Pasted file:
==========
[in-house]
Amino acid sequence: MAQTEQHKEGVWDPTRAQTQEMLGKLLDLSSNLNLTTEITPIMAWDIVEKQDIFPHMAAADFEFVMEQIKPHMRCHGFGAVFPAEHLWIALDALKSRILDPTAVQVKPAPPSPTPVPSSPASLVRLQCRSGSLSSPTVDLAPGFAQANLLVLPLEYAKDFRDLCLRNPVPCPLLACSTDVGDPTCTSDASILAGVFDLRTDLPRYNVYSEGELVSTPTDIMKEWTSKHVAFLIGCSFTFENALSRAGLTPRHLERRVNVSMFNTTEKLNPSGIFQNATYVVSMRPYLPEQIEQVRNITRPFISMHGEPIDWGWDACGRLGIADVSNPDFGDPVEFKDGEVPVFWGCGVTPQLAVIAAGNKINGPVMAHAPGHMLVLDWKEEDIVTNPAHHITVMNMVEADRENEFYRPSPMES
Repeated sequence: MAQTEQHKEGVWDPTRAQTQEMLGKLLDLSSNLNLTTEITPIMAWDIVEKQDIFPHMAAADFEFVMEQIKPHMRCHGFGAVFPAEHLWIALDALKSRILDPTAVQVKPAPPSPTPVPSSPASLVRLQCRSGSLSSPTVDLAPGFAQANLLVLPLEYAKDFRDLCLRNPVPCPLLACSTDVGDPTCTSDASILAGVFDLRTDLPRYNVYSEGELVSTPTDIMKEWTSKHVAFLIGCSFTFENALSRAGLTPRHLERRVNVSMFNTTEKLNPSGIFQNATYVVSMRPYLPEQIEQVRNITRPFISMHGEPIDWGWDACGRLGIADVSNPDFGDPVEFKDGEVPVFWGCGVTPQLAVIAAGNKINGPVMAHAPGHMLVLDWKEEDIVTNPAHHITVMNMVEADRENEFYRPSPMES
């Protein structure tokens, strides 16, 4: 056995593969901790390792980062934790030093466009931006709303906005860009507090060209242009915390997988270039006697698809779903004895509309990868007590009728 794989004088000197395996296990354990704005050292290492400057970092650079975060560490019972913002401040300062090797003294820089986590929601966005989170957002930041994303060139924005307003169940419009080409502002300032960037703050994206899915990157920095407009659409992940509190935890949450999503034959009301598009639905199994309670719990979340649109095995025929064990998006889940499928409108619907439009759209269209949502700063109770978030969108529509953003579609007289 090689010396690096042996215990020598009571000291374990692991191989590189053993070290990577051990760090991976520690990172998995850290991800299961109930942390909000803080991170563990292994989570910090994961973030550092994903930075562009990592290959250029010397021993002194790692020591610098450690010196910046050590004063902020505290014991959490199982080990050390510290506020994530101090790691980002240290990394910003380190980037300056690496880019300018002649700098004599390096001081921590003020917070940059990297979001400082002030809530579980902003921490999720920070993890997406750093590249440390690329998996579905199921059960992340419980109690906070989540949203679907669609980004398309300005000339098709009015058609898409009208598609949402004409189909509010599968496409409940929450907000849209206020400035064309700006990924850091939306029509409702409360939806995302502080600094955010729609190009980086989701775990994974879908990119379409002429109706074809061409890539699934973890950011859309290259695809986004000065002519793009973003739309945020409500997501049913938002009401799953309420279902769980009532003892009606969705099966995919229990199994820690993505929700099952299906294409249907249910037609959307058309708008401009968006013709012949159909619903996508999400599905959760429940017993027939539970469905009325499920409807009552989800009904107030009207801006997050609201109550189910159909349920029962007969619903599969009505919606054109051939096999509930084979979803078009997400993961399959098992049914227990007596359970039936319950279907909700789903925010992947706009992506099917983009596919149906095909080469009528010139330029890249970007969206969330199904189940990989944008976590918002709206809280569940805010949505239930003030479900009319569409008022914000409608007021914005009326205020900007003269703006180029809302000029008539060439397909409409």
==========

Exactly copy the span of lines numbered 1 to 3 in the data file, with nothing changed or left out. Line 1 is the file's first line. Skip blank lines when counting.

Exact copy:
[in-house]
Amino acid sequence: MAQTEQHKEGVWDPTRAQTQEMLGKLLDLSSNLNLTTEITPIMAWDIVEKQDIFPHMAAADFEFVMEQIKPHMRCHGFGAVFPAEHLWIALDALKSRILDPTAVQVKPAPPSPTPVPSSPASLVRLQCRSGSLSSPTVDLAPGFAQANLLVLPLEYAKDFRDLCLRNPVPCPLLACSTDVGDPTCTSDASILAGVFDLRTDLPRYNVYSEGELVSTPTDIMKEWTSKHVAFLIGCSFTFENALSRAGLTPRHLERRVNVSMFNTTEKLNPSGIFQNATYVVSMRPYLPEQIEQVRNITRPFISMHGEPIDWGWDACGRLGIADVSNPDFGDPVEFKDGEVPVFWGCGVTPQLAVIAAGNKINGPVMAHAPGHMLVLDWKEEDIVTNPAHHITVMNMVEADRENEFYRPSPMES
Repeated sequence: MAQTEQHKEGVWDPTRAQTQEMLGKLLDLSSNLNLTTEITPIMAWDIVEKQDIFPHMAAADFEFVMEQIKPHMRCHGFGAVFPAEHLWIALDALKSRILDPTAVQVKPAPPSPTPVPSSPASLVRLQCRSGSLSSPTVDLAPGFAQANLLVLPLEYAKDFRDLCLRNPVPCPLLACSTDVGDPTCTSDASILAGVFDLRTDLPRYNVYSEGELVSTPTDIMKEWTSKHVAFLIGCSFTFENALSRAGLTPRHLERRVNVSMFNTTEKLNPSGIFQNATYVVSMRPYLPEQIEQVRNITRPFISMHGEPIDWGWDACGRLGIADVSNPDFGDPVEFKDGEVPVFWGCGVTPQLAVIAAGNKINGPVMAHAPGHMLVLDWKEEDIVTNPAHHITVMNMVEADRENEFYRPSPMES